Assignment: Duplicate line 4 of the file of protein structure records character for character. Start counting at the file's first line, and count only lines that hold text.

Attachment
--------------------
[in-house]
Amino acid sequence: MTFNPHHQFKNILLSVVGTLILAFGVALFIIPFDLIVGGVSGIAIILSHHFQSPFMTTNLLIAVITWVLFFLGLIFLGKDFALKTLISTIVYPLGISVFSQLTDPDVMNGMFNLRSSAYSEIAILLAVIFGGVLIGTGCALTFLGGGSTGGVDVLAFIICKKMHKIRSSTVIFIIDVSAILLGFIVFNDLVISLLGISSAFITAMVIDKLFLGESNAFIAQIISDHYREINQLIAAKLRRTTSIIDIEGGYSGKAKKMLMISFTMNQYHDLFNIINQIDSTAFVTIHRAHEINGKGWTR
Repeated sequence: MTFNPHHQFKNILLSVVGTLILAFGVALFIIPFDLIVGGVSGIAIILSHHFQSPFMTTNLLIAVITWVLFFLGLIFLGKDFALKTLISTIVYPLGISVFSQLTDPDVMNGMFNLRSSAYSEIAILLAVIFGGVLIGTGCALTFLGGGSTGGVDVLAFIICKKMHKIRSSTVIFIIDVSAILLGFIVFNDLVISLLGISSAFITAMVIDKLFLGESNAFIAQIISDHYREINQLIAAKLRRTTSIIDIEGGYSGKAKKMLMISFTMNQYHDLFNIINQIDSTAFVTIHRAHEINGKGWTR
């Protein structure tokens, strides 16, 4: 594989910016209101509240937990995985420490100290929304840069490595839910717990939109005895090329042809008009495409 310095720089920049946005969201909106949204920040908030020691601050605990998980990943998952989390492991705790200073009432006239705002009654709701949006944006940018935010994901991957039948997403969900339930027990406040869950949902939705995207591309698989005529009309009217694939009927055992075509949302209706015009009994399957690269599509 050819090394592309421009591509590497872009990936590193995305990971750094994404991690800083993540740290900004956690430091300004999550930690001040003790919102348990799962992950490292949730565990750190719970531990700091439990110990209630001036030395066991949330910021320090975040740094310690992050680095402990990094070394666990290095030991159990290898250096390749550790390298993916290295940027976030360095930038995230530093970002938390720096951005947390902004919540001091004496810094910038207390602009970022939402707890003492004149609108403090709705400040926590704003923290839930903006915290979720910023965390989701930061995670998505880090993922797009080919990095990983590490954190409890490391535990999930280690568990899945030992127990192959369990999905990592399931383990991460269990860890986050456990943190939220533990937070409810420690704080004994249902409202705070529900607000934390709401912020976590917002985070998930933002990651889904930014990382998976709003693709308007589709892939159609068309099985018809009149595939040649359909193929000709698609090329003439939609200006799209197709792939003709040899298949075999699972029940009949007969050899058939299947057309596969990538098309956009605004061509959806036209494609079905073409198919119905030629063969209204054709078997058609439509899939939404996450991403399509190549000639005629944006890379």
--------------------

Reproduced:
């Protein structure tokens, strides 16, 4: 594989910016209101509240937990995985420490100290929304840069490595839910717990939109005895090329042809008009495409 310095720089920049946005969201909106949204920040908030020691601050605990998980990943998952989390492991705790200073009432006239705002009654709701949006944006940018935010994901991957039948997403969900339930027990406040869950949902939705995207591309698989005529009309009217694939009927055992075509949302209706015009009994399957690269599509 050819090394592309421009591509590497872009990936590193995305990971750094994404991690800083993540740290900004956690430091300004999550930690001040003790919102348990799962992950490292949730565990750190719970531990700091439990110990209630001036030395066991949330910021320090975040740094310690992050680095402990990094070394666990290095030991159990290898250096390749550790390298993916290295940027976030360095930038995230530093970002938390720096951005947390902004919540001091004496810094910038207390602009970022939402707890003492004149609108403090709705400040926590704003923290839930903006915290979720910023965390989701930061995670998505880090993922797009080919990095990983590490954190409890490391535990999930280690568990899945030992127990192959369990999905990592399931383990991460269990860890986050456990943190939220533990937070409810420690704080004994249902409202705070529900607000934390709401912020976590917002985070998930933002990651889904930014990382998976709003693709308007589709892939159609068309099985018809009149595939040649359909193929000709698609090329003439939609200006799209197709792939003709040899298949075999699972029940009949007969050899058939299947057309596969990538098309956009605004061509959806036209494609079905073409198919119905030629063969209204054709078997058609439509899939939404996450991403399509190549000639005629944006890379």